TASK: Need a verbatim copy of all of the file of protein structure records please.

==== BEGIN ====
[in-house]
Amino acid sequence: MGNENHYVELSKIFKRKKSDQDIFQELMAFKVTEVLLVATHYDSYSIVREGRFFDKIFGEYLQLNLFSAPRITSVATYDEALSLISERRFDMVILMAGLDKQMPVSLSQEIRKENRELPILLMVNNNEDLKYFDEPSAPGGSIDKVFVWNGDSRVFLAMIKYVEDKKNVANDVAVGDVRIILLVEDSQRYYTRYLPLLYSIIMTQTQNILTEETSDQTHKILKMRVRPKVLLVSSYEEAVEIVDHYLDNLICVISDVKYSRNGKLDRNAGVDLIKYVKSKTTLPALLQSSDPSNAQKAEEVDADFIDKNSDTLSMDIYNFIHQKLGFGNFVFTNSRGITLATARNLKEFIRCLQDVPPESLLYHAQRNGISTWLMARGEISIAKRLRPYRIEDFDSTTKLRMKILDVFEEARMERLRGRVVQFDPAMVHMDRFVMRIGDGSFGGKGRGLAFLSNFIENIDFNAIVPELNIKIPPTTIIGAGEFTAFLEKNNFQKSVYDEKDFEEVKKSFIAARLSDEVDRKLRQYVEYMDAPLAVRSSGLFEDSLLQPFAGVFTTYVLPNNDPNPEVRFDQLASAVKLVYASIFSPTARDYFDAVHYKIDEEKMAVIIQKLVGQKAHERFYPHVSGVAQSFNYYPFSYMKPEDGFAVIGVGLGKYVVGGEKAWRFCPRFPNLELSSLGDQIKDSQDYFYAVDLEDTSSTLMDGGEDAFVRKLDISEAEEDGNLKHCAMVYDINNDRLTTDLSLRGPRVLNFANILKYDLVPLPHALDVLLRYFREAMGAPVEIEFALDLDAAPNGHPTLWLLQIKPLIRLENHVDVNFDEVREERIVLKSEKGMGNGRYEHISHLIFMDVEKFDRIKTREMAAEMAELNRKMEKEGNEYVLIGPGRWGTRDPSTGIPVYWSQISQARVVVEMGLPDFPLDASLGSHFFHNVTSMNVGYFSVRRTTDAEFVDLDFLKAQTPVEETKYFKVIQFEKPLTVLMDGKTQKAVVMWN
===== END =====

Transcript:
[in-house]
Amino acid sequence: MGNENHYVELSKIFKRKKSDQDIFQELMAFKVTEVLLVATHYDSYSIVREGRFFDKIFGEYLQLNLFSAPRITSVATYDEALSLISERRFDMVILMAGLDKQMPVSLSQEIRKENRELPILLMVNNNEDLKYFDEPSAPGGSIDKVFVWNGDSRVFLAMIKYVEDKKNVANDVAVGDVRIILLVEDSQRYYTRYLPLLYSIIMTQTQNILTEETSDQTHKILKMRVRPKVLLVSSYEEAVEIVDHYLDNLICVISDVKYSRNGKLDRNAGVDLIKYVKSKTTLPALLQSSDPSNAQKAEEVDADFIDKNSDTLSMDIYNFIHQKLGFGNFVFTNSRGITLATARNLKEFIRCLQDVPPESLLYHAQRNGISTWLMARGEISIAKRLRPYRIEDFDSTTKLRMKILDVFEEARMERLRGRVVQFDPAMVHMDRFVMRIGDGSFGGKGRGLAFLSNFIENIDFNAIVPELNIKIPPTTIIGAGEFTAFLEKNNFQKSVYDEKDFEEVKKSFIAARLSDEVDRKLRQYVEYMDAPLAVRSSGLFEDSLLQPFAGVFTTYVLPNNDPNPEVRFDQLASAVKLVYASIFSPTARDYFDAVHYKIDEEKMAVIIQKLVGQKAHERFYPHVSGVAQSFNYYPFSYMKPEDGFAVIGVGLGKYVVGGEKAWRFCPRFPNLELSSLGDQIKDSQDYFYAVDLEDTSSTLMDGGEDAFVRKLDISEAEEDGNLKHCAMVYDINNDRLTTDLSLRGPRVLNFANILKYDLVPLPHALDVLLRYFREAMGAPVEIEFALDLDAAPNGHPTLWLLQIKPLIRLENHVDVNFDEVREERIVLKSEKGMGNGRYEHISHLIFMDVEKFDRIKTREMAAEMAELNRKMEKEGNEYVLIGPGRWGTRDPSTGIPVYWSQISQARVVVEMGLPDFPLDASLGSHFFHNVTSMNVGYFSVRRTTDAEFVDLDFLKAQTPVEETKYFKVIQFEKPLTVLMDGKTQKAVVMWN